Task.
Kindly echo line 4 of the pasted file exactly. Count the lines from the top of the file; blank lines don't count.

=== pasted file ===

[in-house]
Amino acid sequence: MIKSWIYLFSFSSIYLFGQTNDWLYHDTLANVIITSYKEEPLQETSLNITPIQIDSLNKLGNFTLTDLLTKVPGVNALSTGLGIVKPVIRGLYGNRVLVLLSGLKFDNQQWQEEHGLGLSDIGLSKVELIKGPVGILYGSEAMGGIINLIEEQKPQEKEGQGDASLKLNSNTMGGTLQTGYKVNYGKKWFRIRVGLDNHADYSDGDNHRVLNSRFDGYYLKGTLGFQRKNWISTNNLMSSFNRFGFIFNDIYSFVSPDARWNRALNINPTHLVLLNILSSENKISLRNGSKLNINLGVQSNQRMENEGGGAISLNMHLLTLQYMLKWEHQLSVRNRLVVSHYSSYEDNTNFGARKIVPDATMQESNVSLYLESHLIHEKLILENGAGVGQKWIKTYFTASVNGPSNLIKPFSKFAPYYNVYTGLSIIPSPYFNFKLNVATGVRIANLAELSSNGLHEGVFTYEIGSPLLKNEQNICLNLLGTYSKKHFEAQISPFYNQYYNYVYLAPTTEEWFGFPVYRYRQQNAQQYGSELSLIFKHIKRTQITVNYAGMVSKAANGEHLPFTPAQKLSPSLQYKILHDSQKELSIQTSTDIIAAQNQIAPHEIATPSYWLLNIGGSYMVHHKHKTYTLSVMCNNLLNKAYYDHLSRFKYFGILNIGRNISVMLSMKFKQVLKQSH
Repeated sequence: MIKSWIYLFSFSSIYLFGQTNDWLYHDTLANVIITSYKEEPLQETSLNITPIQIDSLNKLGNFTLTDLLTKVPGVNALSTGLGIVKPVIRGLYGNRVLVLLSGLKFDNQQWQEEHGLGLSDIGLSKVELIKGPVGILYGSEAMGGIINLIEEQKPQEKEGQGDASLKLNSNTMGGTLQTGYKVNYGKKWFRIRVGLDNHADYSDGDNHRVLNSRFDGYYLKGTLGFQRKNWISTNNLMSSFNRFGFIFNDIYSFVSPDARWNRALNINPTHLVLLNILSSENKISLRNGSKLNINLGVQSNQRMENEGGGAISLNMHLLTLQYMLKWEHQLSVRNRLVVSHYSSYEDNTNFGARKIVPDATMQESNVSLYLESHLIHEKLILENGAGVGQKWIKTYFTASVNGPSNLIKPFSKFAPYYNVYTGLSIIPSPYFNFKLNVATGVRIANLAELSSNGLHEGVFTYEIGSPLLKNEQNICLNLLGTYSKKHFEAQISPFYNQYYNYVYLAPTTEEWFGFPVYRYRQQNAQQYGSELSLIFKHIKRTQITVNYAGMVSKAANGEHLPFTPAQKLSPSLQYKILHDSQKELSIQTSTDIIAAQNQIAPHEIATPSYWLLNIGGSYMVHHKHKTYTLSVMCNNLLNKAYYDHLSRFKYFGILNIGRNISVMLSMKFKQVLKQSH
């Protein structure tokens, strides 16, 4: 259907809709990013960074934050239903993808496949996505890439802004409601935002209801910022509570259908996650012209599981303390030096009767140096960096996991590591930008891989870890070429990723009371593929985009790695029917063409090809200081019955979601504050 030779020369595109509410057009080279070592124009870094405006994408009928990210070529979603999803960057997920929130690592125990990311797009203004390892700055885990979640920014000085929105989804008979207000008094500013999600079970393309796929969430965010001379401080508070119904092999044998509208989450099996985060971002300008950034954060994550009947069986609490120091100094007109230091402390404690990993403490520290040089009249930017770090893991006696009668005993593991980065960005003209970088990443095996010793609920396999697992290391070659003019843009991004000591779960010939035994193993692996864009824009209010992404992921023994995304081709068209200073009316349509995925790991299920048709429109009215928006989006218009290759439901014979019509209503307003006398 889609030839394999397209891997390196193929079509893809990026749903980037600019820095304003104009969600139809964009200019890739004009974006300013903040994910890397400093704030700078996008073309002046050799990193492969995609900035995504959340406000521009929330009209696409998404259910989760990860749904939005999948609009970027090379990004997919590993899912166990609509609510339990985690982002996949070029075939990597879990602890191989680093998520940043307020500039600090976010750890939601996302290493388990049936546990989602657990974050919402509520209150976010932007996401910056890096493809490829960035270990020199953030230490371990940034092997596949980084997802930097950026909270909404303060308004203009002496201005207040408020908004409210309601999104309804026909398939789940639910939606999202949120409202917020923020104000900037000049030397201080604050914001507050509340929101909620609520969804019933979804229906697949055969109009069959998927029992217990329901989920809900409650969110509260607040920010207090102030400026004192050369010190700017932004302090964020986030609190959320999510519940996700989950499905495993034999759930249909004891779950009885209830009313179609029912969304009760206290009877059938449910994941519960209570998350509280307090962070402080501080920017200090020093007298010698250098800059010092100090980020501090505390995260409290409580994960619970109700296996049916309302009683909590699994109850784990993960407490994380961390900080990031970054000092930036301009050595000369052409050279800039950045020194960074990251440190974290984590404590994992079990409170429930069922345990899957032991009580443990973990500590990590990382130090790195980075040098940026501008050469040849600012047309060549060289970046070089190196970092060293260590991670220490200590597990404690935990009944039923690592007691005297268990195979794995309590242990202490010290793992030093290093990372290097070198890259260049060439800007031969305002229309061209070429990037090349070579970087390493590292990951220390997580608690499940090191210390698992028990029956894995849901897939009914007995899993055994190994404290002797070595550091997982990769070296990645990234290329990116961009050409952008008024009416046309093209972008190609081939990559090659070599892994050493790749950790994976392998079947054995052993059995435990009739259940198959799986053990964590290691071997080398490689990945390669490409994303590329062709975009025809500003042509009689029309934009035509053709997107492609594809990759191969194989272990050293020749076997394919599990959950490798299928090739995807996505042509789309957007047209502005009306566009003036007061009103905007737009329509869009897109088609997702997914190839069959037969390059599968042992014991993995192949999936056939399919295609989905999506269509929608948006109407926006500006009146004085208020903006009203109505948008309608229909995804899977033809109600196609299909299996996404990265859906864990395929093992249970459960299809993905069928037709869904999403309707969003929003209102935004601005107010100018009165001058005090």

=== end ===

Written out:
């Protein structure tokens, strides 16, 4: 259907809709990013960074934050239903993808496949996505890439802004409601935002209801910022509570259908996650012209599981303390030096009767140096960096996991590591930008891989870890070429990723009371593929985009790695029917063409090809200081019955979601504050 030779020369595109509410057009080279070592124009870094405006994408009928990210070529979603999803960057997920929130690592125990990311797009203004390892700055885990979640920014000085929105989804008979207000008094500013999600079970393309796929969430965010001379401080508070119904092999044998509208989450099996985060971002300008950034954060994550009947069986609490120091100094007109230091402390404690990993403490520290040089009249930017770090893991006696009668005993593991980065960005003209970088990443095996010793609920396999697992290391070659003019843009991004000591779960010939035994193993692996864009824009209010992404992921023994995304081709068209200073009316349509995925790991299920048709429109009215928006989006218009290759439901014979019509209503307003006398 889609030839394999397209891997390196193929079509893809990026749903980037600019820095304003104009969600139809964009200019890739004009974006300013903040994910890397400093704030700078996008073309002046050799990193492969995609900035995504959340406000521009929330009209696409998404259910989760990860749904939005999948609009970027090379990004997919590993899912166990609509609510339990985690982002996949070029075939990597879990602890191989680093998520940043307020500039600090976010750890939601996302290493388990049936546990989602657990974050919402509520209150976010932007996401910056890096493809490829960035270990020199953030230490371990940034092997596949980084997802930097950026909270909404303060308004203009002496201005207040408020908004409210309601999104309804026909398939789940639910939606999202949120409202917020923020104000900037000049030397201080604050914001507050509340929101909620609520969804019933979804229906697949055969109009069959998927029992217990329901989920809900409650969110509260607040920010207090102030400026004192050369010190700017932004302090964020986030609190959320999510519940996700989950499905495993034999759930249909004891779950009885209830009313179609029912969304009760206290009877059938449910994941519960209570998350509280307090962070402080501080920017200090020093007298010698250098800059010092100090980020501090505390995260409290409580994960619970109700296996049916309302009683909590699994109850784990993960407490994380961390900080990031970054000092930036301009050595000369052409050279800039950045020194960074990251440190974290984590404590994992079990409170429930069922345990899957032991009580443990973990500590990590990382130090790195980075040098940026501008050469040849600012047309060549060289970046070089190196970092060293260590991670220490200590597990404690935990009944039923690592007691005297268990195979794995309590242990202490010290793992030093290093990372290097070198890259260049060439800007031969305002229309061209070429990037090349070579970087390493590292990951220390997580608690499940090191210390698992028990029956894995849901897939009914007995899993055994190994404290002797070595550091997982990769070296990645990234290329990116961009050409952008008024009416046309093209972008190609081939990559090659070599892994050493790749950790994976392998079947054995052993059995435990009739259940198959799986053990964590290691071997080398490689990945390669490409994303590329062709975009025809500003042509009689029309934009035509053709997107492609594809990759191969194989272990050293020749076997394919599990959950490798299928090739995807996505042509789309957007047209502005009306566009003036007061009103905007737009329509869009897109088609997702997914190839069959037969390059599968042992014991993995192949999936056939399919295609989905999506269509929608948006109407926006500006009146004085208020903006009203109505948008309608229909995804899977033809109600196609299909299996996404990265859906864990395929093992249970459960299809993905069928037709869904999403309707969003929003209102935004601005107010100018009165001058005090």